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Q: resistance spot welding ( Answered,   0 Comments )
Subject: resistance spot welding
Category: Science
Asked by: jakewolf-ga
List Price: $10.00
Posted: 10 Nov 2004 18:30 PST
Expires: 10 Dec 2004 18:30 PST
Question ID: 427377
i would like to know if anybody has any data of how many resistans weldspots
are in an american midsize car?
thanks, wolf
Subject: Re: resistance spot welding
Answered By: redhoss-ga on 11 Nov 2004 06:56 PST
Hello wolf, I was interested in your question and found the following answer:

The average mid-sized car contains 4,800 spot welds.

(Rest of article)
Metal bonding offers a practical alternative to welding 

By Jim Perritt, Contributing Editor

At the automobile manufacturing factories, welding has been the main
method of sheet metal joining for more than 80 years. However, in the
past decade, car manufacturers have been looking for alternative
methods of joining metals. Adhesive bonding technology is rapidly
gaining acceptance as an alternative to spot welding because it offers
many benefits to the automotive design engineer. These benefits
include the ability to join dissimilar materials, greater flexibility
in manufacturing and large cost savings to the automotive industry.

Today, car manufacturers often use adhesives in combination with spot
welds, or weld bonding, and for panel stiffening and vibration
dampening. The average mid-sized car contains 4,800 spot welds. The
average cost of a spot weld is about a nickel. According to a speech
given at a recent Auto Interiors Conference by George Hamilton, CEO of
Dow Automotive, it is estimated that as many as one-half of all spot
welds could be replaced in the vehicle assembly process using adhesive
bonding, resulting in savings to the OEM of more than $80 per vehicle.
Additionally, vehicles produced using adhesive bonding techniques
benefit from improved crash performance, corrosion durability, and
greater stiffness resulting in improved NVH.

With increasing use of adhesives at the factory level as well as in
aftermarket repair, OEMs are working with adhesive companies to
evaluate products and repair techniques to ensure quality and durable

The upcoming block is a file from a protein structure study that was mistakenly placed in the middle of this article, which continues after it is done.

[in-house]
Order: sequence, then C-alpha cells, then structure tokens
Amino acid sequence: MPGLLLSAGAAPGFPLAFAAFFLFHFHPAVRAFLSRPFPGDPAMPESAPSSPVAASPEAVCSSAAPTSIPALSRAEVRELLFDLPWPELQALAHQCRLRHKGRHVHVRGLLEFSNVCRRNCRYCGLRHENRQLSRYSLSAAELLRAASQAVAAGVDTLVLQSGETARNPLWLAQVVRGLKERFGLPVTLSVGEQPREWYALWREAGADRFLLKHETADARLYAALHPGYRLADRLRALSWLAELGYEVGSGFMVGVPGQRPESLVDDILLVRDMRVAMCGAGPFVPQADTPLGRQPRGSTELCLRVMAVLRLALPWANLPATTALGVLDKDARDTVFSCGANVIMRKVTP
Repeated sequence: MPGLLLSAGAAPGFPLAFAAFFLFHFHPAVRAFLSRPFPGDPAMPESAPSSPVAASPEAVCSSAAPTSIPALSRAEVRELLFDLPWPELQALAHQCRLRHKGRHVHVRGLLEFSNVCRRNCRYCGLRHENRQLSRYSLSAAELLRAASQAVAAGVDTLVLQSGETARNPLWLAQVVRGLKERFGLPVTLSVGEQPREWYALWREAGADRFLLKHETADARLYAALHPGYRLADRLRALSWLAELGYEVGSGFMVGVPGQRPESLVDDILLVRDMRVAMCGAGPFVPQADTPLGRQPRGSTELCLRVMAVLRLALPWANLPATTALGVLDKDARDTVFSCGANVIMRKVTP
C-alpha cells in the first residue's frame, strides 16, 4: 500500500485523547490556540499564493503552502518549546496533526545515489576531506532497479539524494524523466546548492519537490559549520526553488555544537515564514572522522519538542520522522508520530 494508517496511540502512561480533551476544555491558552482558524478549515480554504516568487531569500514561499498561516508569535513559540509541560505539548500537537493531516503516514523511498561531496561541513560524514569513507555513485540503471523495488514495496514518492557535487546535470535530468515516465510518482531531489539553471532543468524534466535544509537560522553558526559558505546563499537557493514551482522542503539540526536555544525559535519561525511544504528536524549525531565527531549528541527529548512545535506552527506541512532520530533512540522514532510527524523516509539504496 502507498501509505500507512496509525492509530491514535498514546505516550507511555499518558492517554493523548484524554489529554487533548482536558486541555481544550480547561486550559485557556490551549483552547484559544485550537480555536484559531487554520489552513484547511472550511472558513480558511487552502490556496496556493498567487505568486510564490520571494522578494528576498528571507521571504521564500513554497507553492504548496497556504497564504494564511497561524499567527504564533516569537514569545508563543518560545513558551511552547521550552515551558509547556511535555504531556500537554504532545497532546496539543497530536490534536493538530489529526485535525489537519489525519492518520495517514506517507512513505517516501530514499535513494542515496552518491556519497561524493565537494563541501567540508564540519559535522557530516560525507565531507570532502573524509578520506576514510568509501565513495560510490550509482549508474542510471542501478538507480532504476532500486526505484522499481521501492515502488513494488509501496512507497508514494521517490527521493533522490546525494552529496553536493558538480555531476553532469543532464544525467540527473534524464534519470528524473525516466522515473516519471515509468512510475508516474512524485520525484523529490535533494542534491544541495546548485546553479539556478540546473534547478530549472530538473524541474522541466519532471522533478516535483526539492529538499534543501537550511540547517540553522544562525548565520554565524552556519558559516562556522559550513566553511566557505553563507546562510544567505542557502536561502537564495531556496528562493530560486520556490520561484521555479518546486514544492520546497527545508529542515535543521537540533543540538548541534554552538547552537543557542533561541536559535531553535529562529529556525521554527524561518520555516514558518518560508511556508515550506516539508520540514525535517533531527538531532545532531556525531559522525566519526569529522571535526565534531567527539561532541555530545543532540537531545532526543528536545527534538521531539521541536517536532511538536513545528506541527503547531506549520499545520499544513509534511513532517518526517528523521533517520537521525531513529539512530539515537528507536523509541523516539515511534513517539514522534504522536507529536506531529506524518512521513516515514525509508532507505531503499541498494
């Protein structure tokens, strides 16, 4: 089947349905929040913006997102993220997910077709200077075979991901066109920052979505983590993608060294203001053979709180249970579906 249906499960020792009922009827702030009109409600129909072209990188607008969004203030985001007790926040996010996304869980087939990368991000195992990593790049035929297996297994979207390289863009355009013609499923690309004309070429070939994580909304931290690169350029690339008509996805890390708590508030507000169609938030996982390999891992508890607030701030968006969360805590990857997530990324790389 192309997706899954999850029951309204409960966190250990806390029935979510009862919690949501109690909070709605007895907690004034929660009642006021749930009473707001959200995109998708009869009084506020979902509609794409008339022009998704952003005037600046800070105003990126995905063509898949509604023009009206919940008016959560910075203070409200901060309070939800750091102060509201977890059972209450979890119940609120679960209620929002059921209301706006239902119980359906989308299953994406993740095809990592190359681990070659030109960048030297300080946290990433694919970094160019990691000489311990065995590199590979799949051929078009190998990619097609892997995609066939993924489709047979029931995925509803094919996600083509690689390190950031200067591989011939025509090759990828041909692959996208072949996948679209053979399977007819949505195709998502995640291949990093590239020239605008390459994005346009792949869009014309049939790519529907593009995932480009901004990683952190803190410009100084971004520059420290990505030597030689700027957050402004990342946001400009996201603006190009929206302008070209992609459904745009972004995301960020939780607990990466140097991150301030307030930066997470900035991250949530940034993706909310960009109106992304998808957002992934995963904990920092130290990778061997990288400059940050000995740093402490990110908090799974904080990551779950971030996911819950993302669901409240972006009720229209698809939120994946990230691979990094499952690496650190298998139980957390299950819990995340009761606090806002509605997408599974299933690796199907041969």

repairs in the aftermarket. Since General Motors Corp. (GM) published
GM Technical Service Bulletin No. 02-08-98-001A, which provides
detailed guidelines for repair shops looking to use adhesive bonding
of exterior panels as an alternative to MIG welding, body shops have
begun to recognize the importance of using an adhesive that meets OEM
specifications for performance and durability. Recently,
DaimlerChrysler expanded its recommendations for adhesive use to
include structural weld bonding in its brochure No. 81-170-03005.

Choosing an Adhesive
The principle of adhesion starts with the concept of ?wetting,?
defined as ?the intimate contact of two panels to be joined.?
Adhesives need to achieve complete contact with both of the panels
being joined for bonding to occur. Wetting is the first essential step
for all adhesives, whether they are simple glues, cements, sealants or
structural adhesives. The importance of this concept is in the need to
choose the appropriate adhesive for each size job. The selected
adhesive must stay wet during the entire assembly process, from the
time the adhesive is dispensed until the two panels being bonded are
joined and clamped to ensure full contact of the bonded panels.
Because the size of the panels to be bonded has a direct impact on the
amount of wetting time needed to properly install the panels, it is
important to choose an adhesive that has a ?work time? greater than
the longest possible time required to complete the repair. For this
reason, most adhesive companies offer two or more adhesives for
application of small, medium and large panels.